When John heard in prison what the Messiah was doing, he sent word by his disciples and said to him, “Are you the one who is to come, or are we to wait for another?” Jesus answered them, “Go and tell John what you hear and see: the blind receive their sight, the lame walk, the lepers are cleansed, the deaf hear, the dead are raised, and the poor have good news brought to them. And blessed is anyone who takes no offense at me.”
As they went away, Jesus began to speak to the crowds about John: “What did you go out into the wilderness to look at? A reed shaken by the wind? What then did you go out to see? Someone dressed in soft robes? Look, those who wear soft robes are in royal palaces. What then did you go out to see? A prophet? Yes, I tell you, and more than a prophet. This is the one about whom it is written, ‘See, I am sending my messenger ahead of you, who will prepare your way before you.’ Truly I tell you, among those born of women no one has arisen greater than John the Baptist; yet the least in the kingdom of heaven is greater than he.
It does not take long for our circumstances to change. One minute we can feel as though we are at the top of the world. Being part of some amazing things that we think are going to make difference in our community or even globally. The next minute we are caught off guard and are in a place that is unfamiliar and stirs within us questions that we did not even know exists.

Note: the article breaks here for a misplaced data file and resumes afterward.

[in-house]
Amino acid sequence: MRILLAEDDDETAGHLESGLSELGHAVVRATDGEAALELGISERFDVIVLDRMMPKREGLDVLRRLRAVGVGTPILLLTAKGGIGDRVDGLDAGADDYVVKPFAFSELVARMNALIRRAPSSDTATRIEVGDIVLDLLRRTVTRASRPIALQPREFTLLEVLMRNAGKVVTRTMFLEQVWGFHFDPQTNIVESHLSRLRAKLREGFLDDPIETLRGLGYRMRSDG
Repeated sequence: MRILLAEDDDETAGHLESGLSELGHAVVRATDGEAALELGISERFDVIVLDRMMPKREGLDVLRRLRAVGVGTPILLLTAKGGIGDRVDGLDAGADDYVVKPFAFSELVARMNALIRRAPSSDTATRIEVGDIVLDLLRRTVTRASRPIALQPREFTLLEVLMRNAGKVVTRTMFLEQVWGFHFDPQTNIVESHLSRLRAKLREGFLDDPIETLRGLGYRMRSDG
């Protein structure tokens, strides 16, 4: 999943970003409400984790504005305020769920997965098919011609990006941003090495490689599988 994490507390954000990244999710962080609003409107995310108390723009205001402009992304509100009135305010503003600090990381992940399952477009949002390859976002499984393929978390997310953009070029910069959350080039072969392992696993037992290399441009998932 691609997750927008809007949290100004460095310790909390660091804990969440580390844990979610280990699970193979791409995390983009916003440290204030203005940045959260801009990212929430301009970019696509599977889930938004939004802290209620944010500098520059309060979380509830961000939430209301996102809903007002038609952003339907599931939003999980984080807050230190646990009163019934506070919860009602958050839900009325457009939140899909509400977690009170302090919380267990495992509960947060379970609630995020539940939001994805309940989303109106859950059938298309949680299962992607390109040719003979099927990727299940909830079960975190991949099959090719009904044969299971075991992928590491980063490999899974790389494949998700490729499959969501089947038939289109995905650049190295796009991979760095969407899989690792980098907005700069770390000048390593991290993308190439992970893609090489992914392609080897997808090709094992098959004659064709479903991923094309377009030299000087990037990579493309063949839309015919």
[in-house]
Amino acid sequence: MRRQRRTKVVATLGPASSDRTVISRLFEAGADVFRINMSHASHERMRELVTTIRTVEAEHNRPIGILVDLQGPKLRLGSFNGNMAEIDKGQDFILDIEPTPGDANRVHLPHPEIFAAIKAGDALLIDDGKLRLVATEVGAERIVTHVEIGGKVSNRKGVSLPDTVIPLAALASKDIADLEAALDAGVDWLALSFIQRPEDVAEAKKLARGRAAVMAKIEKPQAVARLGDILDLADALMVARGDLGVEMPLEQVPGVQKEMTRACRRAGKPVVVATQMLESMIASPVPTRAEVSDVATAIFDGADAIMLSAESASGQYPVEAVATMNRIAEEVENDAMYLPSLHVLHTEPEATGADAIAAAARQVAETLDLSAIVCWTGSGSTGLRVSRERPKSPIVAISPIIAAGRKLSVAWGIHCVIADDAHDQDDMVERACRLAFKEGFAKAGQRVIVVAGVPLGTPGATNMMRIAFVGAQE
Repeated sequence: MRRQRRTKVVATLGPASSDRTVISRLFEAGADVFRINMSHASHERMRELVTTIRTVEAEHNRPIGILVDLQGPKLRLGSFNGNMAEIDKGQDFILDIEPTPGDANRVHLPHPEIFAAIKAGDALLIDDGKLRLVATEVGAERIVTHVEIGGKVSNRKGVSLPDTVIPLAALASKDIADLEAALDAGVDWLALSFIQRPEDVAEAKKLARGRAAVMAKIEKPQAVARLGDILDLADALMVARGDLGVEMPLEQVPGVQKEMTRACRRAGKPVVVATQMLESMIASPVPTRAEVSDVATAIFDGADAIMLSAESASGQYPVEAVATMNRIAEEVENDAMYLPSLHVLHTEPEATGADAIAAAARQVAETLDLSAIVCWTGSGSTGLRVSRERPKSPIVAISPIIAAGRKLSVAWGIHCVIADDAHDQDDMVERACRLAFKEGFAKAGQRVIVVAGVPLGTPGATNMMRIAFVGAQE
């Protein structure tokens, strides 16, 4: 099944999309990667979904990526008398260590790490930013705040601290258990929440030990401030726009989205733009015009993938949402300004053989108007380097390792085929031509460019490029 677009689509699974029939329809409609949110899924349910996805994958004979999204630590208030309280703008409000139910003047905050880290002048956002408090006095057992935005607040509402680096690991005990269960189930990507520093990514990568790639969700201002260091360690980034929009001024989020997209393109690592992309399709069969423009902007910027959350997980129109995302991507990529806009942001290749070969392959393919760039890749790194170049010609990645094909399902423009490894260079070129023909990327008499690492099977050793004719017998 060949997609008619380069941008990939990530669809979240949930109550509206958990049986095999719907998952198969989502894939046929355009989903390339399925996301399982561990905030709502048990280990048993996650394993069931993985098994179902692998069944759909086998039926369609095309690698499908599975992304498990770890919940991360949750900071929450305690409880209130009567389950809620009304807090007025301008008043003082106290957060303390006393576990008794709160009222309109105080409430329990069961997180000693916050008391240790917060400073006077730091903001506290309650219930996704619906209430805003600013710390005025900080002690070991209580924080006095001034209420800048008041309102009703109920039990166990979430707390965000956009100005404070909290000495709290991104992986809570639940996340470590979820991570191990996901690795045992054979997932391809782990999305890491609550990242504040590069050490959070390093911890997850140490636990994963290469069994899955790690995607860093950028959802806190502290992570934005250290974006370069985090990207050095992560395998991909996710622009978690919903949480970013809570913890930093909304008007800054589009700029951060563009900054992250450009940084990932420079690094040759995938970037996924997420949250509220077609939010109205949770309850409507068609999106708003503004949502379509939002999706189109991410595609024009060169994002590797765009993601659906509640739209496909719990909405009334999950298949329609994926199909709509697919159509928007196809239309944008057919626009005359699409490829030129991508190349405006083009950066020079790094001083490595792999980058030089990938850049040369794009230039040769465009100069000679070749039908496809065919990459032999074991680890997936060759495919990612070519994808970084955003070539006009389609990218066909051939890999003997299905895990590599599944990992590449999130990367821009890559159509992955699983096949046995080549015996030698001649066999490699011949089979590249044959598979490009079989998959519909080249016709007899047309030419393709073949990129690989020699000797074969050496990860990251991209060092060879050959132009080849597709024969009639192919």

That question for John the Baptist is, “Are you the one to come, or are we to wait for another?” Let’s hear that one more time, “Are you the one to come, or are we to wait for another?” Perhaps, we are left asking this same question ourselves at times, if not variations of it. Questioning who Christ and God are and our role in this great mystery.
What is it within John that stirs this question? Earlier in Matthew’s Gospel, our lesson from last week, John is confident in his preparation for the one that is to come after him. The one that will baptize in the Holy Spirit. Jesus walks onto the scene at this time, and through his baptism, he knows that he is the one. However, for some reason, John seems to be second guessing himself. His expectations of the Messiah, are not yet being fulfilled.
While Jesus should be bringing about the Kingdom of God, why is John anxiously waiting in his prison cell? Everything should be made right with the coming of Jesus into the world and yet brokenness seems to persist. It is ancient Jewish thought that when the Messiah comes everything is going to be made right. Right at that moment. Not later, but now. However, we have been told to wait. Advent is a season of waiting. And preparing. In our culture when we want instant gratification, perhaps this is when we find ourselves asking the same question that John boldly has brought to Jesus. We want to be able to understand in the midst of the brokenness and hurting, and yet we are left with more questions.